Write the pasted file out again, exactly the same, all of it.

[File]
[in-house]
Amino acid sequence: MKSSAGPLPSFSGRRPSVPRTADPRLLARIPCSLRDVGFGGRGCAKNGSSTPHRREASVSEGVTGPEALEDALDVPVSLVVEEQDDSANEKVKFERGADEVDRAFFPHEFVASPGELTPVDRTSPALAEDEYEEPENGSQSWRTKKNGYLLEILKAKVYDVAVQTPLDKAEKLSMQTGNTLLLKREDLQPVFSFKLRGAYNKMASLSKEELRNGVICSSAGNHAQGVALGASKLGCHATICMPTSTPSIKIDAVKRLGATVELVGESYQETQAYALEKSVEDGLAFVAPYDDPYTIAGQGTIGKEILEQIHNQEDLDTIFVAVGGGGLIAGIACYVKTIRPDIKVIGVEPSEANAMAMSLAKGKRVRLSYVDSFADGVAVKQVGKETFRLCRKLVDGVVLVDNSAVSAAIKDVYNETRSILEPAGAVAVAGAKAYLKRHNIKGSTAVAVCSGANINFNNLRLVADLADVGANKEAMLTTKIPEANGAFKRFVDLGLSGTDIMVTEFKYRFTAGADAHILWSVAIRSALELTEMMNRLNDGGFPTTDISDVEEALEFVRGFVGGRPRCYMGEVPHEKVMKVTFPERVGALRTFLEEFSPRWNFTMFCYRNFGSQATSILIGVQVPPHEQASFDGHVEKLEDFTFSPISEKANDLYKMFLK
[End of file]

[in-house]
Amino acid sequence: MKSSAGPLPSFSGRRPSVPRTADPRLLARIPCSLRDVGFGGRGCAKNGSSTPHRREASVSEGVTGPEALEDALDVPVSLVVEEQDDSANEKVKFERGADEVDRAFFPHEFVASPGELTPVDRTSPALAEDEYEEPENGSQSWRTKKNGYLLEILKAKVYDVAVQTPLDKAEKLSMQTGNTLLLKREDLQPVFSFKLRGAYNKMASLSKEELRNGVICSSAGNHAQGVALGASKLGCHATICMPTSTPSIKIDAVKRLGATVELVGESYQETQAYALEKSVEDGLAFVAPYDDPYTIAGQGTIGKEILEQIHNQEDLDTIFVAVGGGGLIAGIACYVKTIRPDIKVIGVEPSEANAMAMSLAKGKRVRLSYVDSFADGVAVKQVGKETFRLCRKLVDGVVLVDNSAVSAAIKDVYNETRSILEPAGAVAVAGAKAYLKRHNIKGSTAVAVCSGANINFNNLRLVADLADVGANKEAMLTTKIPEANGAFKRFVDLGLSGTDIMVTEFKYRFTAGADAHILWSVAIRSALELTEMMNRLNDGGFPTTDISDVEEALEFVRGFVGGRPRCYMGEVPHEKVMKVTFPERVGALRTFLEEFSPRWNFTMFCYRNFGSQATSILIGVQVPPHEQASFDGHVEKLEDFTFSPISEKANDLYKMFLK